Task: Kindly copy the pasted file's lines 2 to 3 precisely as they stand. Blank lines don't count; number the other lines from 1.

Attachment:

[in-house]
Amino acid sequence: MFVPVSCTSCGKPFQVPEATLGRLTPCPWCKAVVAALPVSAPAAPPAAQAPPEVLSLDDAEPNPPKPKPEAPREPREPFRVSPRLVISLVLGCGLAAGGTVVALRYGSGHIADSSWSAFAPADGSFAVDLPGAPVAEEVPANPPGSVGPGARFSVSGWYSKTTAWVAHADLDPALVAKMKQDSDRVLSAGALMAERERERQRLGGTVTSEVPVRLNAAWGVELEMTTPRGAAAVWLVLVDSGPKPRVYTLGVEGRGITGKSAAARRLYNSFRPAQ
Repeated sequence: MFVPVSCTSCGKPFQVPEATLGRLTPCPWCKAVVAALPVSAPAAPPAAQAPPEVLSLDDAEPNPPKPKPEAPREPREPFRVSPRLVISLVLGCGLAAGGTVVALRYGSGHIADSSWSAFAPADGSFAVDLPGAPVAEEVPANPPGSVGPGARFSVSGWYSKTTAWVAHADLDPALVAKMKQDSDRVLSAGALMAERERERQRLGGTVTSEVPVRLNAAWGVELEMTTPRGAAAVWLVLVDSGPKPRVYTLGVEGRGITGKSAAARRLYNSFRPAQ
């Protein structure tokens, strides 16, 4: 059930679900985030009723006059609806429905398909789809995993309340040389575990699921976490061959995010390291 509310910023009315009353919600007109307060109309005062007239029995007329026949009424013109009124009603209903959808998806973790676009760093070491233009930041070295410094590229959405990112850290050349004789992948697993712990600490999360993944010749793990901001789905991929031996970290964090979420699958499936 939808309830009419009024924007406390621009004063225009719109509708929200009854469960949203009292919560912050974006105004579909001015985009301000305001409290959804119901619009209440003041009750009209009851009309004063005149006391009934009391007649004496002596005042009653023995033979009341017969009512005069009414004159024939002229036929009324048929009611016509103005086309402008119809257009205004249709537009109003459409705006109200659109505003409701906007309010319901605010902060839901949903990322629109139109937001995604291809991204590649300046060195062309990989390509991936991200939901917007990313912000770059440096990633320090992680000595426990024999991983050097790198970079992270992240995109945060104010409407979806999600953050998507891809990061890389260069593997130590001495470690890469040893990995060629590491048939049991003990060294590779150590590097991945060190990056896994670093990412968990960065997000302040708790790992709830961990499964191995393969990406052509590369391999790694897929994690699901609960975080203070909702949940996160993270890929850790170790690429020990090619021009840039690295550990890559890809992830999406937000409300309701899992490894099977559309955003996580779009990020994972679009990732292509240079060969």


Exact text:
Amino acid sequence: MFVPVSCTSCGKPFQVPEATLGRLTPCPWCKAVVAALPVSAPAAPPAAQAPPEVLSLDDAEPNPPKPKPEAPREPREPFRVSPRLVISLVLGCGLAAGGTVVALRYGSGHIADSSWSAFAPADGSFAVDLPGAPVAEEVPANPPGSVGPGARFSVSGWYSKTTAWVAHADLDPALVAKMKQDSDRVLSAGALMAERERERQRLGGTVTSEVPVRLNAAWGVELEMTTPRGAAAVWLVLVDSGPKPRVYTLGVEGRGITGKSAAARRLYNSFRPAQ
Repeated sequence: MFVPVSCTSCGKPFQVPEATLGRLTPCPWCKAVVAALPVSAPAAPPAAQAPPEVLSLDDAEPNPPKPKPEAPREPREPFRVSPRLVISLVLGCGLAAGGTVVALRYGSGHIADSSWSAFAPADGSFAVDLPGAPVAEEVPANPPGSVGPGARFSVSGWYSKTTAWVAHADLDPALVAKMKQDSDRVLSAGALMAERERERQRLGGTVTSEVPVRLNAAWGVELEMTTPRGAAAVWLVLVDSGPKPRVYTLGVEGRGITGKSAAARRLYNSFRPAQ